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Understanding Technological Progress

Everyone agrees that technical progress is the most important economic factor driving the long-run growth of economies. Yet the creation of new knowledge, and its eventual fruition as new products and processes of production, is one of the most difficult things to understand. In the latest issue of the Economic Journal, four leading economists in the field debate the current state of play in this problematic area.

In the first article, Professor Vernon Ruttan, from the University of Minnesota, argues that attempts by economists to understand the determinants of the rate and direction of technical change have run into a dead end by failing to make their theories wide enough. The mainstream approach emphasises two potentially crucial determinants of technical progress: growth in demand, which pulls along the process of innovation; and growth on the supply side – increases in human and natural resources, including the knowledge and skills of the workforce. This approach is far too general, and despite finding support in early case studies in the 1960s, it is not possible to use it to explain much at the detailed level.

Economists working within the Schumpeterian tradition emphasise the evolutionary character of specific technological changes rather than the role of economic forces. Chance and history can combine with scale economies or market power to lock us into inefficient trajectories of technologies. The classic example is the continued use of the traditional inefficient QWERTY typewriter keyboard with the modern computer. This theory works well at the level of individual case studies, but not more generally.

Ruttan argues that each of these theories is limited and that further advances depend on the integration these theories. Professor Gavin Wright, an economic historian at Stanford University, disagrees. He suggests that the problem lies in economists'' deeply ingrained reluctance to accept a view of economic life as genuinely historical, shaped by both the contingencies of the moment and by the evolutionary pulses of the times. Investments in new knowledge do respond to perceived profit opportunities, Wright acknowledges, but treating these as ''ordinary'' economic decisions is unsatisfactory, because the system itself – the ''technology of technological change'' – has continually restructured itself in the past and will surely continue to do so in the future. Wright calls for a ''more historical approach'' to the economics of technology.

Professor Giovanni Dosi, an economist with the International Institute of Applied Systems Analysis (IIASA) in Austria, insists that the beginnings to a new approach are already at hand. Whereas traditional approaches treat firms and entrepreneurs as perfectly rational agents, we need to understand that they are less than perfect. New ideas are tried out, and they are carried forward if they are successful: firms that happen to be successful at the time are imitated by other firms. Economic progress is more akin to Darwinian evolution than the unfolding of a divine plan.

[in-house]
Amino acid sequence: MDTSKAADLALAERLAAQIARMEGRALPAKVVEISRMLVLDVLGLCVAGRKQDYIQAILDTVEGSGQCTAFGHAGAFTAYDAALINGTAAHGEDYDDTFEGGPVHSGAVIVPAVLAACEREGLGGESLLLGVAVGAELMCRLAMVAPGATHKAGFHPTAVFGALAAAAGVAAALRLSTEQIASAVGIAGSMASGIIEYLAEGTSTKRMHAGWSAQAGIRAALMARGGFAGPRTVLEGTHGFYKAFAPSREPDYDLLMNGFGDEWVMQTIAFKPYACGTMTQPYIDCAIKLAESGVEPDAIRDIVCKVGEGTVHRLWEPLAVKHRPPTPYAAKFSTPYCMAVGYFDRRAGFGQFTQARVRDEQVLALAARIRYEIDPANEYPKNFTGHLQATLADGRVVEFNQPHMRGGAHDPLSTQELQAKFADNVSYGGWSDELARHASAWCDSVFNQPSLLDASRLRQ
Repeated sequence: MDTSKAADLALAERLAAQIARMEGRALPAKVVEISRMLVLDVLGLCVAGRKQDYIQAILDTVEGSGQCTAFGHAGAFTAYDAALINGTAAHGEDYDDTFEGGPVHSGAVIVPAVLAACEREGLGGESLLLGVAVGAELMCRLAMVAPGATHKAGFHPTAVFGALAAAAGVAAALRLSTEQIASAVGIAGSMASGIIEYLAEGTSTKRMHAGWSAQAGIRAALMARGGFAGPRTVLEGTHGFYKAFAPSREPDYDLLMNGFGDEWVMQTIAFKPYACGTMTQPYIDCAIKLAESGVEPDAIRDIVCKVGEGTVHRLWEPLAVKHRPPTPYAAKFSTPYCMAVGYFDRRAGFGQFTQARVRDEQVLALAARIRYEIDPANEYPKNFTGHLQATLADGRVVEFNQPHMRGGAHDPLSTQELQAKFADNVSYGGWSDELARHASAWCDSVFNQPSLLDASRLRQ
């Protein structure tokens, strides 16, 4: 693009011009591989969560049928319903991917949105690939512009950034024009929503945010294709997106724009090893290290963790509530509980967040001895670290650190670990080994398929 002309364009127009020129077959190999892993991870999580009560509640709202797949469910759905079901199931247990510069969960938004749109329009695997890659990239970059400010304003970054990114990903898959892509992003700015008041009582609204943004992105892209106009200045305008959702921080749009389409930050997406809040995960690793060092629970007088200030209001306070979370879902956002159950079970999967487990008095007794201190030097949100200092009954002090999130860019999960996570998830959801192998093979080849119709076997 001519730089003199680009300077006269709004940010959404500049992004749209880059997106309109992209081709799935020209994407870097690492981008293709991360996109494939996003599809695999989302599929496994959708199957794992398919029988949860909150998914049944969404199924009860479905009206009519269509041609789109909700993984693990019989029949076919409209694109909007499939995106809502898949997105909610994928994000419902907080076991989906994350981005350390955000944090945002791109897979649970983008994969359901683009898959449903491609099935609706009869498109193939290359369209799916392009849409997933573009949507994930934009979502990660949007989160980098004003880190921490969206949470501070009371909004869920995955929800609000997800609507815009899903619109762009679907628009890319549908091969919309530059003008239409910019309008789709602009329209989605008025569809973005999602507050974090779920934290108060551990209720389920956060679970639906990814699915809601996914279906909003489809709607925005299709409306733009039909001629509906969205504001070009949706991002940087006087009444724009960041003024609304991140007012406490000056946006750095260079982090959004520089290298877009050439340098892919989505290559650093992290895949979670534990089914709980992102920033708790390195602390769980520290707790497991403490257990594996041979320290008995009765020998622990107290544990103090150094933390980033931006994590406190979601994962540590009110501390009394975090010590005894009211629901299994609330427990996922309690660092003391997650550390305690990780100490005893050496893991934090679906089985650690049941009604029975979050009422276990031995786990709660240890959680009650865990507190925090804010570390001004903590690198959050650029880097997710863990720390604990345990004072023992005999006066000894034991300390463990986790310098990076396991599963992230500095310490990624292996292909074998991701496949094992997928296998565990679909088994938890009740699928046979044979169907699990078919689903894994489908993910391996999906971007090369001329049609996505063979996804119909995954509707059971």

''Every now and again it is necessary for economists to step back and re-evaluate what they are doing'', comments the editor of the controversy section, Professor Huw Dixon of the University of York and CEPR. ''There certainly seems to be a strong current of opinion in the profession that we need to develop our understanding of technical progress to take into account the rapidly changing environment in which we currently find ourselves.''

In the final contribution to the symposium, Professor William Nordhaus of Yale University argues that efforts by economists to measure the impact of advances in technology may be as inadequate as their efforts to understand the sources of technical change. This is because of inaccurate measures of price change, particularly when a quality change is involved, as with the shift from the kerosene lamp to the electric light. Nordhaus estimates that increases in the price of lighting services since 1830 may be overestimated by as much as a thousandfold! Although lighting may be an extreme example, the same principle applies to many other consumer goods. If Nordhaus is correct, productivity growth and growth in real wages may have grown much more rapidly than indicated in official statistical series.

''Controversy: The Source and Measurement of Technical Change'' edited by Huw Dixon of the University of York is published in the Autumn 1997 issue of the Economic Journal. The symposium comprises four articles: ''Induced Innovation, Evolutionary Theory and Path Dependence: Sources of Technical Change'' by Vernon W. Ruttan of the University of Minnesota; ''Opportunities, Incentives and the Collective Patterns of Technological Change'' by Giovanni Dosi of IIASA, Laxenberg, Austria; ''Traditional Productivity Estimates are Asleep at the Technological Switch'' by William B. Nordhaus of Yale University; and ''Towards a More Historical Approach to Technological Change'' by Gavin Wright of Stanford University.